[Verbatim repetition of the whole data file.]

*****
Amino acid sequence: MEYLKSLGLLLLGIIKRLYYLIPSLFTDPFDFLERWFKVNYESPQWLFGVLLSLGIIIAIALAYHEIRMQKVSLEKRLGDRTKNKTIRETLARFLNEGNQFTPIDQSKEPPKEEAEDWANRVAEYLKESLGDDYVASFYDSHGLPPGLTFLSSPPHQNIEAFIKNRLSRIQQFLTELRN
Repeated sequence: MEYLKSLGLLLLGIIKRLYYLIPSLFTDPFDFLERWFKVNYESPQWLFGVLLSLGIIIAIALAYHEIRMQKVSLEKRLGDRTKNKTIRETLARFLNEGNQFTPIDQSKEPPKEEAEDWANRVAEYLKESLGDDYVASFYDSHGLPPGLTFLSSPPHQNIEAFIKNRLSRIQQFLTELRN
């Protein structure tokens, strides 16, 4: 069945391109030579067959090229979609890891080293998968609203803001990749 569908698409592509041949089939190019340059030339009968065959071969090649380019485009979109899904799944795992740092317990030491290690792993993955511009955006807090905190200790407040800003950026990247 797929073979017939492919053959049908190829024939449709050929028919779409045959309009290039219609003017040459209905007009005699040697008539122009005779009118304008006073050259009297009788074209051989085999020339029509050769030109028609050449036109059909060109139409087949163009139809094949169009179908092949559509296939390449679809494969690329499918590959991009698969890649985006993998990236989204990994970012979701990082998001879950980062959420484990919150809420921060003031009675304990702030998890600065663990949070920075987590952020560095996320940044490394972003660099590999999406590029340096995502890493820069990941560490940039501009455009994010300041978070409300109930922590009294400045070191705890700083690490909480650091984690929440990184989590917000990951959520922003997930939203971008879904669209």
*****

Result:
Amino acid sequence: MEYLKSLGLLLLGIIKRLYYLIPSLFTDPFDFLERWFKVNYESPQWLFGVLLSLGIIIAIALAYHEIRMQKVSLEKRLGDRTKNKTIRETLARFLNEGNQFTPIDQSKEPPKEEAEDWANRVAEYLKESLGDDYVASFYDSHGLPPGLTFLSSPPHQNIEAFIKNRLSRIQQFLTELRN
Repeated sequence: MEYLKSLGLLLLGIIKRLYYLIPSLFTDPFDFLERWFKVNYESPQWLFGVLLSLGIIIAIALAYHEIRMQKVSLEKRLGDRTKNKTIRETLARFLNEGNQFTPIDQSKEPPKEEAEDWANRVAEYLKESLGDDYVASFYDSHGLPPGLTFLSSPPHQNIEAFIKNRLSRIQQFLTELRN
């Protein structure tokens, strides 16, 4: 069945391109030579067959090229979609890891080293998968609203803001990749 569908698409592509041949089939190019340059030339009968065959071969090649380019485009979109899904799944795992740092317990030491290690792993993955511009955006807090905190200790407040800003950026990247 797929073979017939492919053959049908190829024939449709050929028919779409045959309009290039219609003017040459209905007009005699040697008539122009005779009118304008006073050259009297009788074209051989085999020339029509050769030109028609050449036109059909060109139409087949163009139809094949169009179908092949559509296939390449679809494969690329499918590959991009698969890649985006993998990236989204990994970012979701990082998001879950980062959420484990919150809420921060003031009675304990702030998890600065663990949070920075987590952020560095996320940044490394972003660099590999999406590029340096995502890493820069990941560490940039501009455009994010300041978070409300109930922590009294400045070191705890700083690490909480650091984690929440990184989590917000990951959520922003997930939203971008879904669209």